Melanie Manchot, an artist, knows the answer to that. Last month she featured her 66-year-old mother in her underwear on a poster outside South Kensington Underground station. The underwear is not black or satin. "It's the kind of thing she wears every day," says Melanie, aged 30. She said she did it to "show that there are different ways of defining beauty and to counter the marginalisation of people when they reach a certain age." Her mother, Margaret, who lives in Dusseldorf, agrees. "I believe in my daughter's cause but I'm glad I live in Germany so nobody will recognise my pictures."
Some people applauded the effort, others were appalled. "One girl said it was obscene," says Melanie, who often uses herself and her mother - both unclothed - in her work. "People say to me that I must have an amazing relationship with my mother. Most have said that they have never seen their mothers naked. They thought it was quite a revelation to see how an older woman might look without clothes."
That is the nub of the issue. Age Concern's poster may challenge our ideas about age, but it does not make even a gesture towards taking on our obsession with beauty and perfection. This is relevant to ageing because we see old people as imperfect. Wrinkles are seen as ugly, undesirable. They may show wisdom born of age, but they are hardly sexy, on a woman at least. Our culture has become so obsessed with body shape and air-brushed beauty that there may be no way to challenge ageism without taking on this issue too.
Last week the Mail also brought us the story of Racheal Baughan from Crawley in West Sussex. In an accompanying picture she appeared the embodiment of the teenager who had everything, beauty certainly. However, Racheal thinks otherwise. "I've never really liked the way I look," she said. "All my friends are blonde with blue eyes and I just look at myself and see this horrible, dark hair and ugly face with bad skin. Now I prefer to stay indoors. Or I'll only go out when it starts to get dark. I'm not an unhappy person but I've got this problem of not liking how I look. I can't help it. I can't control it. I want to see about cosmetic surgery as soon as I can. I want to change everything about my face. It doesn't matter how many times people tell me I'm not ugly. As far as I'm concerned I am."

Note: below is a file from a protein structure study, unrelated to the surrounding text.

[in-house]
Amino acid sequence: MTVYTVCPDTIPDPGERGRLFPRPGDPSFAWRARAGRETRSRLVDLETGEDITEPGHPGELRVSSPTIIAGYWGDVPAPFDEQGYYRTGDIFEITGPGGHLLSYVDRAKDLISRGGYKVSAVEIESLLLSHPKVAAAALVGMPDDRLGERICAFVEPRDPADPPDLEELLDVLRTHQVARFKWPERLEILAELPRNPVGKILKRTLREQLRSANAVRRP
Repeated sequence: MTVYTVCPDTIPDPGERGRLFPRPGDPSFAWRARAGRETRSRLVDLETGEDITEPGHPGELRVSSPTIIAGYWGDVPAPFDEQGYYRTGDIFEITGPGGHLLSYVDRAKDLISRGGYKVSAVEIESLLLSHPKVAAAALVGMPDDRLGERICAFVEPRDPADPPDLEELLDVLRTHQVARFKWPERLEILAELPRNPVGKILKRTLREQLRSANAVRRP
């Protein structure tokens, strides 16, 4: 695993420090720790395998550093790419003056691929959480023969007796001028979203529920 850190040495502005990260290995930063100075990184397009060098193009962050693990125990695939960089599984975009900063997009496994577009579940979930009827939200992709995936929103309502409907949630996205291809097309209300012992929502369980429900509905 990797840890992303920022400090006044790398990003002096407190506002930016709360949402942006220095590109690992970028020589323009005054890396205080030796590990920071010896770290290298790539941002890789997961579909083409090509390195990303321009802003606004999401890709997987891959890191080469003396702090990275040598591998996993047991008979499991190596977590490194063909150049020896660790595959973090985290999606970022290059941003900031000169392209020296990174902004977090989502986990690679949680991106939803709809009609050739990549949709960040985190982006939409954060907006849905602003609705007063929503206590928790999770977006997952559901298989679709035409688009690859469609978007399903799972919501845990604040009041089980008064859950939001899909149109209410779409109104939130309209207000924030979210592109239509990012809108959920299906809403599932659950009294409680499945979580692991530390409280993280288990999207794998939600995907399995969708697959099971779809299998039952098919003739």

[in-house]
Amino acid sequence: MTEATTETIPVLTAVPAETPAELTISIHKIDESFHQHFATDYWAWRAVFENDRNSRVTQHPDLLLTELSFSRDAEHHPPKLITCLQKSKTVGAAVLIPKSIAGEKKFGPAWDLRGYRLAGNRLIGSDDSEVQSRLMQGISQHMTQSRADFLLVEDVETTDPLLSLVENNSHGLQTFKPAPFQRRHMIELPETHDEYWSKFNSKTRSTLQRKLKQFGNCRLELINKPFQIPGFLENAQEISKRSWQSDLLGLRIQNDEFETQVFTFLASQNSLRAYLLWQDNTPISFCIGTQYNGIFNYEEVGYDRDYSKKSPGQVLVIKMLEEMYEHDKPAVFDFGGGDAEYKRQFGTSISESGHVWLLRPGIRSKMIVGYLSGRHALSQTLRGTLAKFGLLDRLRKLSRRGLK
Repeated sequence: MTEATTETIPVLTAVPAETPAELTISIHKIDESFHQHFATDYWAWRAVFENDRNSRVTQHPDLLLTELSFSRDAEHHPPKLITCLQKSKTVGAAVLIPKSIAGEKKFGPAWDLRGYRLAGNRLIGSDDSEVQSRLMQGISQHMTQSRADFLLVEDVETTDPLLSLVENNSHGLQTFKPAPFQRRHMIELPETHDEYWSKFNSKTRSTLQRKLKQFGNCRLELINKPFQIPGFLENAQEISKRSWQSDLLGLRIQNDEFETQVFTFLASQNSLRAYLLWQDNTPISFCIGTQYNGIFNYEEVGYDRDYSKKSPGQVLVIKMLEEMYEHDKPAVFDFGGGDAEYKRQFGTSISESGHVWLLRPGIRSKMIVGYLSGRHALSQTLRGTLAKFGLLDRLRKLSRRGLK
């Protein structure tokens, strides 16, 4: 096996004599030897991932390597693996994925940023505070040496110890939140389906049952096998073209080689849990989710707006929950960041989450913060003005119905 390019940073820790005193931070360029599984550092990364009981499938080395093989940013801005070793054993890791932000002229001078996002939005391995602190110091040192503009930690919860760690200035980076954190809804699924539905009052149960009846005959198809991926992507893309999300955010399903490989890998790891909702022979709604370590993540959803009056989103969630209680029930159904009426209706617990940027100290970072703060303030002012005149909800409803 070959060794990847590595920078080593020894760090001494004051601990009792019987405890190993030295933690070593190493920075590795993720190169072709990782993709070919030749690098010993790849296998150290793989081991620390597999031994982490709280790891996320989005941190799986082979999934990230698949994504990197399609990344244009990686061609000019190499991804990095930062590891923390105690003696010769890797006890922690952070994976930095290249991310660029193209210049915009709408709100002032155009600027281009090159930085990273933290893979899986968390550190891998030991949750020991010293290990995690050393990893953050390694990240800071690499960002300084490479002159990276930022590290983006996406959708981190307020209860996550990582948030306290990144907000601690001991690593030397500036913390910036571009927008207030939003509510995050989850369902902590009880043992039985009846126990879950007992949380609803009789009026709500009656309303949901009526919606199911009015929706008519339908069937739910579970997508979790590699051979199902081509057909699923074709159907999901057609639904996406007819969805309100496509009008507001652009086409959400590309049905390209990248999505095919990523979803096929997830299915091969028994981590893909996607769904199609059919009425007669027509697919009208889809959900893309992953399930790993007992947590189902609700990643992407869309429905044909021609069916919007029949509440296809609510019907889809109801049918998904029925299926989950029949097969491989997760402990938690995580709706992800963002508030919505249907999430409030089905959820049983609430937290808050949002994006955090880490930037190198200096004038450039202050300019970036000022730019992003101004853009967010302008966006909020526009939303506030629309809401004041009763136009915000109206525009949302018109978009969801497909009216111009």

Her condition is known as body dysmorphic disorder. This is extreme, but the attitudes behind it are not. It is not necessary to have to have an eating disorder to be obsessed with your weight, or to be ugly to decide it's time for a new - and younger - look. After all, the actress Julie Christie, beautiful by any standard at 57, has just had a facelift. She said that meeting other Hollywood actresses was depressing because "you know they are older than you and you look like their mother".
Most women do not wait so long. "I see much younger people," says Professor David Sharpe, president of the British Association of Aesthetic Plastic Surgeons. "Between 35 and 40, they're much less tolerant of wrinkles. The average age has dropped from around 55 to 45 in the last five years."
It would have been far more radical if Age Concern had used a woman who looked a bit more ordinary in the poster. But there was never any chance of that. "That is another issue. That's the name of the advertising game," Angela Neustatter says. We live in a beauty culture and we cannot change that. "We can question it and challenge it, but since we are not able to change it, it is important that we feel good about ourselves. It is like that great poem by Jenny Joseph that starts: 'When I am an old woman I shall wear purple ...' What she's saying is, fuck it, I can be irreverent." Perhaps so, but I'm not sure that Wonderbras come in purple yet.Reuse content